funeral homes in Cleveland, OH

What is a Mausoleum?

When planning funerals at funeral homes in Cleveland, OH, you may be considering different funeral options. One of the options is mausoleums and you may not know much more about them than reading about them in a literature class.

Mausoleums, in simple terms, are above ground tombs. In fact, to be more precise, they are a room full of tombs that are above ground. So, you might ask why people would choose to be put into an above-ground grave rather than in an underground grave.

The most practical reason for being put into a mausoleum is that room for underground graves is running out. Cemeteries are near or at capacity, with either no more available land to expand or with the cost of buying additional land being prohibitive.

In mausoleums, graves can be stacked on top of each other and mausoleums are often built up in order to be able to accommodate a large number of graves without taking any more land space.

Another practical reason for being put into mausoleums is soil location and structure. In New Orleans, for example, the city itself is below sea level, which makes the soil unstable. When hurricanes or other heavy flooding events, such as the massive flooding of the Mississippi River in 1927, happen in New Orleans, there is always the risk of underground graves being unearthed and caskets floating away.

Mausoleums have a rich history. Among the first mausoleums ever built in the world were the Great Pyramids in Egypt, where royalty and other people who had prestige were entombed after they died.

Mausoleums got their name from an ancient ruler. King Mausolus, who ruled in what is now Asia Minor, his wife commissioned a building to be constructed where his remains could be entombed. The building, the Mausoleum of Halicarnassus, is considered one the Seven Wonders of the World.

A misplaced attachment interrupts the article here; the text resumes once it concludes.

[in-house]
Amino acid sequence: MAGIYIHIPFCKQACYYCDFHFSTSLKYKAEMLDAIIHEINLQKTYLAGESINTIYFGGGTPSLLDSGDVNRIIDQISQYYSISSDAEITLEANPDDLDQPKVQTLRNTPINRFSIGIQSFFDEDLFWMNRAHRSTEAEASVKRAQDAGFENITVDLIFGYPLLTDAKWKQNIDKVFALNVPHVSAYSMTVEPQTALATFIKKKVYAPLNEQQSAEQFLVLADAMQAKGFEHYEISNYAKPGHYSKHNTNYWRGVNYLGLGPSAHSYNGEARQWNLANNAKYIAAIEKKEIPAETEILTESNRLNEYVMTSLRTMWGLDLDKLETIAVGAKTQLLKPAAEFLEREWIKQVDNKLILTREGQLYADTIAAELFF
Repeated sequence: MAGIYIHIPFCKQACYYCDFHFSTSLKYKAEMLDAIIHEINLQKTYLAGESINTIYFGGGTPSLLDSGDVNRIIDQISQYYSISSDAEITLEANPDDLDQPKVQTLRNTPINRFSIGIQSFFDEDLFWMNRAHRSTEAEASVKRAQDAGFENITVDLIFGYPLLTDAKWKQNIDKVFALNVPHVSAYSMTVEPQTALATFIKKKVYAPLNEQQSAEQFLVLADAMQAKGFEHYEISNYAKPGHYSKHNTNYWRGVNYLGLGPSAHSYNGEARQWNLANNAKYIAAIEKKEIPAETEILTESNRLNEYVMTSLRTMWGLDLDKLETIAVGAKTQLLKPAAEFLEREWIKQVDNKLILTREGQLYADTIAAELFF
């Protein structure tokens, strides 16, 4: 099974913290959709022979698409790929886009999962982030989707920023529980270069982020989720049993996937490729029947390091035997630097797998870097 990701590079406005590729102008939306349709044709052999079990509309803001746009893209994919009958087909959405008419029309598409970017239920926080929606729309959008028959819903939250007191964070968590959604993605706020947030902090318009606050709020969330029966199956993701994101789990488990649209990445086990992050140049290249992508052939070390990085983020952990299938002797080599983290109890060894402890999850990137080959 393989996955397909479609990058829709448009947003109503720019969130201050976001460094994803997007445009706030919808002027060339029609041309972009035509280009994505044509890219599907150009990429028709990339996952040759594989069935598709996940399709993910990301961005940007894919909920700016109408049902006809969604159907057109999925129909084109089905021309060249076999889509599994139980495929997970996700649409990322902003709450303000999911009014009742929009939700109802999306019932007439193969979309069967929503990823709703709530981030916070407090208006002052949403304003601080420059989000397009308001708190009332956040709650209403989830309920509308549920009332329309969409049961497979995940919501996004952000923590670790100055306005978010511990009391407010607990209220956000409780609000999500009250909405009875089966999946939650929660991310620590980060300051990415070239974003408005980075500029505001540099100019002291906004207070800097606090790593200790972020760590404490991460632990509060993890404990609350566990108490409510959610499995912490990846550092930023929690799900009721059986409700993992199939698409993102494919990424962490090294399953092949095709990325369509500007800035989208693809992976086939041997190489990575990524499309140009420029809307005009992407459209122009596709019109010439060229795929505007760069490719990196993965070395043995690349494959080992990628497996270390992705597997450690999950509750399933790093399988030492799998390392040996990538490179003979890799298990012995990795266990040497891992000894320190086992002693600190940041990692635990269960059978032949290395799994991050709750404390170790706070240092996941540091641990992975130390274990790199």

Mausoleums not only hold entombed remains in caskets, but they also have columbarium niches where cremated remains can be stored. So, regardless of whether you decide to have your remains cremated or placed into a casket, you can be entombed or inurned inside a mausoleum.

It’s important to understand that burial refers not just to being put into an underground grave, but also can be used to refer to entombment in a mausoleum.

There are different types of mausoleums, and not all are available for general entombment or inurnment.

Private mausoleums are built exclusively for members of a single family to be entombed or inurned in. These are commonly known as custom mausoleums because many of them were or are constructed prior to anyone in the family dying. Private mausoleums may be built in a cemetery or they may be built on private land. Regardless of where they are located, the public may be prohibited from having any access to them.